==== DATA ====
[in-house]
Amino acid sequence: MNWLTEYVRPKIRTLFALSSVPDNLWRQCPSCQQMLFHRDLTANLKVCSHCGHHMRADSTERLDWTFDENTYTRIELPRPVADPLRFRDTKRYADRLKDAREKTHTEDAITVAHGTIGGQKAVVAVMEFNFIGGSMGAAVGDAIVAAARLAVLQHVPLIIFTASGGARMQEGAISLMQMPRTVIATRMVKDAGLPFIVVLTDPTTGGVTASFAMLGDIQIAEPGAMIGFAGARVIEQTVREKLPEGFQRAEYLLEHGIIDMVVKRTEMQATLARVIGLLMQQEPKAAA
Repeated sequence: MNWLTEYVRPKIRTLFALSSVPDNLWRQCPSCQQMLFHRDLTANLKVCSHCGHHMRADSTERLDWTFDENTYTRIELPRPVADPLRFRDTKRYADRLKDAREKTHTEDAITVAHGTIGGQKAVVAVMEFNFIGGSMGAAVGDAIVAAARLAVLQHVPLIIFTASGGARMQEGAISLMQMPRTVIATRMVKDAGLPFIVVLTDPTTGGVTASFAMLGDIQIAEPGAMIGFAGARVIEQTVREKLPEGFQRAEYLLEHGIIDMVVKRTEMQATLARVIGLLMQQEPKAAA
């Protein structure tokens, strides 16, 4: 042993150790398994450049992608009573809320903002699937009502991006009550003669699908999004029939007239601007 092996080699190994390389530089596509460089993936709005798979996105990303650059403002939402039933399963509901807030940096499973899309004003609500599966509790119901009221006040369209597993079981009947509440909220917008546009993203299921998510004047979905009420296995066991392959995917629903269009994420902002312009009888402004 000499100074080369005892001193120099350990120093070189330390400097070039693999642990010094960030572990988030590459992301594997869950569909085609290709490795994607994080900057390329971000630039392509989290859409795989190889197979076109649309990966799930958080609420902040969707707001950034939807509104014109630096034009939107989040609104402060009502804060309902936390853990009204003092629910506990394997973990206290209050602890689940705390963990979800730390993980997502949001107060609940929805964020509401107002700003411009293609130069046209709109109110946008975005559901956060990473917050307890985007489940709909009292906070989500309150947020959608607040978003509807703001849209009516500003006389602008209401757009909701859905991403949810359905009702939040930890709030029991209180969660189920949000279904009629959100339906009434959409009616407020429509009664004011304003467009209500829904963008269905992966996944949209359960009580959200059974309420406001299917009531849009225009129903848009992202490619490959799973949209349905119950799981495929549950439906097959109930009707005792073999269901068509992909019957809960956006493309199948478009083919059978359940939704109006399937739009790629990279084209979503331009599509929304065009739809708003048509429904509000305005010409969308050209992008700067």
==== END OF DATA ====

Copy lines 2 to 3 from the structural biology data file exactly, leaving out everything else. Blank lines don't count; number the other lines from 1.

Amino acid sequence: MNWLTEYVRPKIRTLFALSSVPDNLWRQCPSCQQMLFHRDLTANLKVCSHCGHHMRADSTERLDWTFDENTYTRIELPRPVADPLRFRDTKRYADRLKDAREKTHTEDAITVAHGTIGGQKAVVAVMEFNFIGGSMGAAVGDAIVAAARLAVLQHVPLIIFTASGGARMQEGAISLMQMPRTVIATRMVKDAGLPFIVVLTDPTTGGVTASFAMLGDIQIAEPGAMIGFAGARVIEQTVREKLPEGFQRAEYLLEHGIIDMVVKRTEMQATLARVIGLLMQQEPKAAA
Repeated sequence: MNWLTEYVRPKIRTLFALSSVPDNLWRQCPSCQQMLFHRDLTANLKVCSHCGHHMRADSTERLDWTFDENTYTRIELPRPVADPLRFRDTKRYADRLKDAREKTHTEDAITVAHGTIGGQKAVVAVMEFNFIGGSMGAAVGDAIVAAARLAVLQHVPLIIFTASGGARMQEGAISLMQMPRTVIATRMVKDAGLPFIVVLTDPTTGGVTASFAMLGDIQIAEPGAMIGFAGARVIEQTVREKLPEGFQRAEYLLEHGIIDMVVKRTEMQATLARVIGLLMQQEPKAAA